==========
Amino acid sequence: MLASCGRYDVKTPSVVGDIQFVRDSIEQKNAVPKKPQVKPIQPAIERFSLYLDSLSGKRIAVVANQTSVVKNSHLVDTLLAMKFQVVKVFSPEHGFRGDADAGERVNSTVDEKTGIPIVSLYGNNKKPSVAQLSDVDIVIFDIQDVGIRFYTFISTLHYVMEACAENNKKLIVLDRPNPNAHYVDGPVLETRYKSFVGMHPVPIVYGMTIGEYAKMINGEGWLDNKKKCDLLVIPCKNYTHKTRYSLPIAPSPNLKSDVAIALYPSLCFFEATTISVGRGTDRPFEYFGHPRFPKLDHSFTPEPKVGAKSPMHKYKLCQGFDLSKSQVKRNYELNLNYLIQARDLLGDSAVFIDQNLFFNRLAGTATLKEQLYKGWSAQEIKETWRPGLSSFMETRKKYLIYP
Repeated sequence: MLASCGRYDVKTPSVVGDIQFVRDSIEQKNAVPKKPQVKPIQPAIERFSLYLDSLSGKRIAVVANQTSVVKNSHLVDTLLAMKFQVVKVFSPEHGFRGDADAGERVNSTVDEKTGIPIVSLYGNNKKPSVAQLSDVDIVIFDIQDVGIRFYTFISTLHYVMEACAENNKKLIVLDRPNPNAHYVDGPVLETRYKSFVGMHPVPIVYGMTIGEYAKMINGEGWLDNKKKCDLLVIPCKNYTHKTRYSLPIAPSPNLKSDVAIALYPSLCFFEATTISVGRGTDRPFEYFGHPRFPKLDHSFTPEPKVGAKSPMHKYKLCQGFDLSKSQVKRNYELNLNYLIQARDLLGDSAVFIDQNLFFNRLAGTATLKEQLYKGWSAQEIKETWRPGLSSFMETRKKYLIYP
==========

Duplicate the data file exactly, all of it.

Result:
Amino acid sequence: MLASCGRYDVKTPSVVGDIQFVRDSIEQKNAVPKKPQVKPIQPAIERFSLYLDSLSGKRIAVVANQTSVVKNSHLVDTLLAMKFQVVKVFSPEHGFRGDADAGERVNSTVDEKTGIPIVSLYGNNKKPSVAQLSDVDIVIFDIQDVGIRFYTFISTLHYVMEACAENNKKLIVLDRPNPNAHYVDGPVLETRYKSFVGMHPVPIVYGMTIGEYAKMINGEGWLDNKKKCDLLVIPCKNYTHKTRYSLPIAPSPNLKSDVAIALYPSLCFFEATTISVGRGTDRPFEYFGHPRFPKLDHSFTPEPKVGAKSPMHKYKLCQGFDLSKSQVKRNYELNLNYLIQARDLLGDSAVFIDQNLFFNRLAGTATLKEQLYKGWSAQEIKETWRPGLSSFMETRKKYLIYP
Repeated sequence: MLASCGRYDVKTPSVVGDIQFVRDSIEQKNAVPKKPQVKPIQPAIERFSLYLDSLSGKRIAVVANQTSVVKNSHLVDTLLAMKFQVVKVFSPEHGFRGDADAGERVNSTVDEKTGIPIVSLYGNNKKPSVAQLSDVDIVIFDIQDVGIRFYTFISTLHYVMEACAENNKKLIVLDRPNPNAHYVDGPVLETRYKSFVGMHPVPIVYGMTIGEYAKMINGEGWLDNKKKCDLLVIPCKNYTHKTRYSLPIAPSPNLKSDVAIALYPSLCFFEATTISVGRGTDRPFEYFGHPRFPKLDHSFTPEPKVGAKSPMHKYKLCQGFDLSKSQVKRNYELNLNYLIQARDLLGDSAVFIDQNLFFNRLAGTATLKEQLYKGWSAQEIKETWRPGLSSFMETRKKYLIYP